For years, recruiters haven’t really paid much attention to Bing SEO, instead focusing solely on ranking in Google. And why wouldn’t they? Google has occupied the market and been the primary focus for a while now.
So Why Optimise for Bing?
There’s been a fundamental shift in search that’s going to affect us all – the arrival of Windows 10. This means:
Microsoft Edge (Internet Explorer’s successor) is now the default browser
Bing is now the default search engine of Edge
Voice-powered assistant Cortana (which also uses Bing) has made its way onto the PC
It’s safe to say Bing has been well and truly integrated into the Windows 10 experience. Not only this, Microsoft have made it notoriously difficult for users to change the default settings – the design of the upgrade and the default settings APIs have been changed to make it less obvious and more difficult. It is claimed that Bing is used by 45% of UK residents, although for many people this is not a conscious choice. This means that many people are using Bing without realising it, or because they don’t know how or aren’t fussed enough to change the default settings.
The Evolution of Bing
Bing has come a long way and is showing no signs of slowing down. Despite Google controlling the majority of the search engine market share, according to the latest statistics from comScore:
- Bing has now surpassed the 20% market share in the UK, making it the second most popular search engine
- It also now powers more than one in five searches in the UK, outperforming Google for growth
If these current patterns of growth were to continue, it’s highly probable that Bing’s market share will increase even further – especially as Bing is now unlocking more data to help empower recruiters to be more informed about their audience. That’s why optimising for Bing matters.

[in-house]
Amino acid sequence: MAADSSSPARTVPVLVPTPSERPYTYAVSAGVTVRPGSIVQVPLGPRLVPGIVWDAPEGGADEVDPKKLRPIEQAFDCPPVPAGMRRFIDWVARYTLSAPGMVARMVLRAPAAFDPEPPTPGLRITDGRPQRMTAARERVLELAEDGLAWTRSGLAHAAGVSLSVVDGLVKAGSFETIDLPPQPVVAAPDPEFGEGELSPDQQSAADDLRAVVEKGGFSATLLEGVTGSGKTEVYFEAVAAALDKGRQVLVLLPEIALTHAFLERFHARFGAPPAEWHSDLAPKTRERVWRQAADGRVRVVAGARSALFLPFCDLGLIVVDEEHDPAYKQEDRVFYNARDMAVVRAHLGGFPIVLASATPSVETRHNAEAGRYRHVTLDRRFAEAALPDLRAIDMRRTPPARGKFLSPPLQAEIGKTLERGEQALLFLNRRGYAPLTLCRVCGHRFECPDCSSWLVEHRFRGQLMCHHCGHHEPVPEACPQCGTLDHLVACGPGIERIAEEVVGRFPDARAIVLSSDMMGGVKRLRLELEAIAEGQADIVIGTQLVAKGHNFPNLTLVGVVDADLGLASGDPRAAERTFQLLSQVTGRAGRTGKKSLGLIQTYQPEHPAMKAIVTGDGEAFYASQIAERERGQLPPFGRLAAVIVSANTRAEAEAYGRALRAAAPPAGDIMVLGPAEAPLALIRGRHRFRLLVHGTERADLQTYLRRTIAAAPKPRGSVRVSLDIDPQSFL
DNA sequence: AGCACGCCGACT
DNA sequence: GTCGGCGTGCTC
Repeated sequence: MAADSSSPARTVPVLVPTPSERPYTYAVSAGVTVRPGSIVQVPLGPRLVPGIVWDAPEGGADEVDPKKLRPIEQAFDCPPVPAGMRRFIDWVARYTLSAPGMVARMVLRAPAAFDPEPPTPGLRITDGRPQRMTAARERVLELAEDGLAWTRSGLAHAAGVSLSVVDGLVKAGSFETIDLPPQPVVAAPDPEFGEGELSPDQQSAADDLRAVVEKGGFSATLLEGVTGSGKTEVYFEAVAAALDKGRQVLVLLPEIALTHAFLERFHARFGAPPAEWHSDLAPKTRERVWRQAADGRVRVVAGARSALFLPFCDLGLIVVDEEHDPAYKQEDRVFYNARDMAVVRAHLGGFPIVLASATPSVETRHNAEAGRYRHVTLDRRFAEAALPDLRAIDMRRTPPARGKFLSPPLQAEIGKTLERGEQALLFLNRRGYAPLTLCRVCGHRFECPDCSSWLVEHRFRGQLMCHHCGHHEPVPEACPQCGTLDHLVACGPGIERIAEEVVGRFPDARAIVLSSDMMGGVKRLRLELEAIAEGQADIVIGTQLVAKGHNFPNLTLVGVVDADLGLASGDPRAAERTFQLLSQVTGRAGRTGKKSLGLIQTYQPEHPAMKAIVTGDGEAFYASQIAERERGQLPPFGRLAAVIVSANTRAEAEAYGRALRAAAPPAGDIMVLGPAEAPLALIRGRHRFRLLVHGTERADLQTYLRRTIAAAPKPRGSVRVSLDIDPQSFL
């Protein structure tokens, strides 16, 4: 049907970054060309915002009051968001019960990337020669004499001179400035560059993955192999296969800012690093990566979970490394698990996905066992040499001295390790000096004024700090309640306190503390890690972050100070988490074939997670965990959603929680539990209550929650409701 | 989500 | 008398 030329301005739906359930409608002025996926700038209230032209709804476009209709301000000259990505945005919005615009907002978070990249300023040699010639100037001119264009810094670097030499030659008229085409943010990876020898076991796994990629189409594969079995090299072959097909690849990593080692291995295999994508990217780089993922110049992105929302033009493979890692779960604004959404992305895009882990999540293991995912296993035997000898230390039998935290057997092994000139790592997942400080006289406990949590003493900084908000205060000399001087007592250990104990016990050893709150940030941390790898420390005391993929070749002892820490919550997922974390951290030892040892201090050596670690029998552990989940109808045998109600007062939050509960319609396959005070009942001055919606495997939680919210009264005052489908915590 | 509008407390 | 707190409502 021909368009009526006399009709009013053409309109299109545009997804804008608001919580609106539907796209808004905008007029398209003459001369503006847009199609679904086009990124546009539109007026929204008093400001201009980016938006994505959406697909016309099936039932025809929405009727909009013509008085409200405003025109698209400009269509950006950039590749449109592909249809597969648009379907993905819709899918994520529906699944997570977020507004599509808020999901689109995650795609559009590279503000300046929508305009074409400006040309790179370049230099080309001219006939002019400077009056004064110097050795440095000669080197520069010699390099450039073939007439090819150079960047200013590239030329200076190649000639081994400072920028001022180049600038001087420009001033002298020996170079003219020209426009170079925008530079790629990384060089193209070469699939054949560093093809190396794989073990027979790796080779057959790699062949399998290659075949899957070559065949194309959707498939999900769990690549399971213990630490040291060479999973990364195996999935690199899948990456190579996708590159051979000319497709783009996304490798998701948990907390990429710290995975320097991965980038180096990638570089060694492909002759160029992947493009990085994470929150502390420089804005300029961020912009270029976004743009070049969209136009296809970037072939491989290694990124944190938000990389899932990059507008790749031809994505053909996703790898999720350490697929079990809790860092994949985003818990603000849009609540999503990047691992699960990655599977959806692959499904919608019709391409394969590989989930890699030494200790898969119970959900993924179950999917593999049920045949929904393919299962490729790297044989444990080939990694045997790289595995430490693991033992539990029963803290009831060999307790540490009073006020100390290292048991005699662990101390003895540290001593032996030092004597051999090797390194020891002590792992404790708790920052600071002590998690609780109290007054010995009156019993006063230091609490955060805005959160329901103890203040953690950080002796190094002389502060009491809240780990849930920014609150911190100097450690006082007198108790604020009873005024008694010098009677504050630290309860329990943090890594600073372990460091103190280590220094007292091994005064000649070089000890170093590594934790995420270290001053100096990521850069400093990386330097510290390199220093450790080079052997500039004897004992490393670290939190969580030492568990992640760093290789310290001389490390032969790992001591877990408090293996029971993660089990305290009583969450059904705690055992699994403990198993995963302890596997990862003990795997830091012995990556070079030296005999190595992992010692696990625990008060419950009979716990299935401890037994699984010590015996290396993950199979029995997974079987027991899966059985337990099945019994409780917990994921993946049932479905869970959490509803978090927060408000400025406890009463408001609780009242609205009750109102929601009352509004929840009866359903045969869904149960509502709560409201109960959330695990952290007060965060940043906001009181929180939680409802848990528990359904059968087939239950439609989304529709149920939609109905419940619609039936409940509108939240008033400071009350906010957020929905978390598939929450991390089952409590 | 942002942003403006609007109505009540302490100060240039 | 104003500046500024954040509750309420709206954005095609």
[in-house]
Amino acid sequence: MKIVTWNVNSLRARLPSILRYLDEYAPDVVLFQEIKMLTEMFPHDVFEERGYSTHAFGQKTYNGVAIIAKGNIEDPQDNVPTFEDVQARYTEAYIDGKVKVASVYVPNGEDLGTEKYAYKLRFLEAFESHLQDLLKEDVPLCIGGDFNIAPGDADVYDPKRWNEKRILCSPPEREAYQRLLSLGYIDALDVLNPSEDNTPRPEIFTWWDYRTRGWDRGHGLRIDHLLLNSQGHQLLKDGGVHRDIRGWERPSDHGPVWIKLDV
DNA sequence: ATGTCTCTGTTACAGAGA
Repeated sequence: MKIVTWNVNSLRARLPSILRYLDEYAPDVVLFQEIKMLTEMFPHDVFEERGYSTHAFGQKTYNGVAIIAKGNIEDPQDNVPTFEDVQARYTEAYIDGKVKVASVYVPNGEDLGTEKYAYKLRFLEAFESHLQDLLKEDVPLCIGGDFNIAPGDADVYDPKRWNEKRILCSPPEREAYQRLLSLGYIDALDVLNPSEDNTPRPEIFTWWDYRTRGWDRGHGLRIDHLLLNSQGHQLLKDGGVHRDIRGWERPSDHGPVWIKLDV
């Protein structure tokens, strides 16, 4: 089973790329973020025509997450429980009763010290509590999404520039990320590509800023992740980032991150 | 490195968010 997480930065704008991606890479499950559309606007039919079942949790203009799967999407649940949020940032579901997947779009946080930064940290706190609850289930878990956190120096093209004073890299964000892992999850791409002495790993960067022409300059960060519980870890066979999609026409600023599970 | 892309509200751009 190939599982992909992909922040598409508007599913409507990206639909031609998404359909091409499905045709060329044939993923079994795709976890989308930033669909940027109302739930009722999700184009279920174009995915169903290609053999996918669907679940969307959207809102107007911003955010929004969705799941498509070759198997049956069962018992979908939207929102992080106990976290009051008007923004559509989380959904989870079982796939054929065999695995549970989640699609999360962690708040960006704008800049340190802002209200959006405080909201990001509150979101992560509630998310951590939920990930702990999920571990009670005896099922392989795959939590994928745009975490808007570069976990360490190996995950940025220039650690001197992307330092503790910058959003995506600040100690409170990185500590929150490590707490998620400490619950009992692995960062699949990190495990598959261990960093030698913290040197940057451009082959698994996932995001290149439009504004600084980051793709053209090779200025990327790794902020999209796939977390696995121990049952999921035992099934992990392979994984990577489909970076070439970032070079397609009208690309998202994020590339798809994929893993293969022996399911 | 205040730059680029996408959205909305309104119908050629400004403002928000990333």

What Does this Mean for Recruitment SEO?
Well, for all the time and effort that has been put into optimising websites and SEO for Google, the same efforts now need to be applied for Bing. When we speak of search engines, we nearly always mean Google – and SEO is often used to refer to optimisation for Google. However, with the rise of Bing and Cortana, recruitment will no doubt be affected as websites will have only been optimised for Google – who until this point has been the unwavering king of search. It’s crucial that employers stay one step ahead by focusing on optimising for Bing and making this a key priority in their SEO strategy.
Unlike Google, Bing have been refreshingly open and transparent with their ranking factors, so it’s worth having a thorough look through them. It seems that Bing is taking a pro-SEO stance, and actually guides the user, such as how to build links. Bing also has a number of helpful optimisation tools, such as Bing Webmaster Tools and SEO PowerSuite.
Bing’s growing presence and influence within the search market means recruiters cannot afford to ignore its potential for SEO. It also means that we shouldn’t ignore the advantages of utilising Bing for PPC activity, to support the hunt for niche and hard to find candidates, which you can find out about here.